A new generation of a wearable made solely for fitness promises to deliver more data, and that’s the start.
There are plenty of wearables out there, but if you’re someone looking for a smart band that tracks and understands your health, the choices get a little interesting.
On the one hand, there are the usual suspects of the Apple Watch (currently in Series 6) and Fitbit’s wearables, plus the Samsung Galaxy variants you can find, as well as others from Oppo, Xiaomi, Huawei, and so on and so on. And then there’s Whoop, a brand not widely known in Australia built solely for fitness and nothing else.
Focused more on athletes and those looking to understand as much about their fitness as they possibly can, Whoop’s technology isn’t so much in the hardware you wear, but rather in the insights its platform offers. The technology provides analysis of your activities, recovery time, and sleep, and brings it all together to provide an understanding of how you can improve, even going so far as to warn you if you have COVID.
Having only recently reviewed Whoop’s 3.0 strap, we can tell you that the wearable is like none other out there, skipping on the typical assortment of a screen and buttons, replacing it with a zero-distraction approach to health monitoring, but it’s one set to get an upgrade this year.
The latest model increases the version number, launching it as the Whoop 4.0, a health tracker sporting a smaller size with a five day battery, and a few more sensors, at that.
With health technology at the heart of the Whoop, it makes sense that the sensors are getting an update, with the green LED heart rate tracker being boosted with a pulse oximeter to measure blood oxygen levels, a skin sensor to measure temperature, while the heart rate tracker still covers live heart rate, resting heart rate, and heat rate variability.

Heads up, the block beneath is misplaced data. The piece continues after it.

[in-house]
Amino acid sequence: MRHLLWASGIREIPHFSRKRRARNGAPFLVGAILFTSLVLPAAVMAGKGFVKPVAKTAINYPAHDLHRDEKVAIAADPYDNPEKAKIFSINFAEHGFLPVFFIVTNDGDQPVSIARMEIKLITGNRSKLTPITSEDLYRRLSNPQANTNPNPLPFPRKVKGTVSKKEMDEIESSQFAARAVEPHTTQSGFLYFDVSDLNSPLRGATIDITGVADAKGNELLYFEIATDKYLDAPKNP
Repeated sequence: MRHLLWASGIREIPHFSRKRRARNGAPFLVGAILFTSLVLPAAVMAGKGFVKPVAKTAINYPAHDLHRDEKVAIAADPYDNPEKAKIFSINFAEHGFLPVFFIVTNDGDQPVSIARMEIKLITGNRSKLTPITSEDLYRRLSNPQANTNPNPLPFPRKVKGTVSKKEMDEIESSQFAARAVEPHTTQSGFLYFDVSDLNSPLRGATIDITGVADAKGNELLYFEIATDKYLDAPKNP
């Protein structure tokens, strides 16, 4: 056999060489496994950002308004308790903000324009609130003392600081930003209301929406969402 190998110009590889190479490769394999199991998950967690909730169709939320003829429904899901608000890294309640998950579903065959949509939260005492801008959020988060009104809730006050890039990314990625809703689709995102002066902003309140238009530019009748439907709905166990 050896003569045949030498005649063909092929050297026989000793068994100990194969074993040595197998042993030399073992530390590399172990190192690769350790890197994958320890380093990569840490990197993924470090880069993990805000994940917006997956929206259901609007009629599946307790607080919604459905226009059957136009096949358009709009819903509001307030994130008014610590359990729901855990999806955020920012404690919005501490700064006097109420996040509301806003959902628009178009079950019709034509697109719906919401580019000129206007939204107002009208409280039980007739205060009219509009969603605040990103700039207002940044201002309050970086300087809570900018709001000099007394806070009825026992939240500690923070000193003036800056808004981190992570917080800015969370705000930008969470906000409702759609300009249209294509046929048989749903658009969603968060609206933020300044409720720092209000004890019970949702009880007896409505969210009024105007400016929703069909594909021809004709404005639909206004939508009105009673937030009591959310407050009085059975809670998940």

Sleep tracking will also improve, with Whoop 4.0 rolling out vibrating haptic feedback to wake you up based on how you sleep, so as to help you not oversleep.
It’s a combination of technology that should provide more information, and can even be shared with a personal trainer, coach, or physician.
And it’s not alone.
Whoop has also been working on how you can wear its strap, readying garments to go along with the band. That’ll arrive in Whoop Body, with activewear holding the Whoop 4.0 unit an able to track vitals from parts of the body, such as the waist and torso, picked up by a detection technology built into the garments. This will come in sports bras, compression tops, shorts, leggings, and athletics boxers, while a more intimate collection will include bralettes and boxers for holding the Whoop under your clothes.
Granted, they’ll be an optional extra, but they’ll provide another way to hold the sports band, as well as new straps made for fast drying after going in the water, plus a new style of strap that will make it easy to switch between your wrist and the garment easily.
“I’ve been thinking about this technology for more than a decade, and I can promise you that this is the most innovative product we have ever released,” said Will Ahmed, Founder and CEO of Whoop.
“We’ve always aspired to develop wearable technology that is either cool or invisible,” he said. “With the launch of Whoop 4.0 and Whoop Body, we have accomplished both.”
As for how much the Whoop 4.0 will cost, that will depend on your membership status.
As it is, Whoop is a subscription-based wearable, charging around $44 per month or closer to $384 per year, but members with at least six months of membership remaining on their account will be eligible for a free Whoop 4 upgrade, which will apparently coexist alongside the Whoop 3.
In short, Whoop 4 will seemingly be free from a hardware level, but like the rest of Whoop, you’ll need to pay for the access to the app in order to get the hardware working in the first place.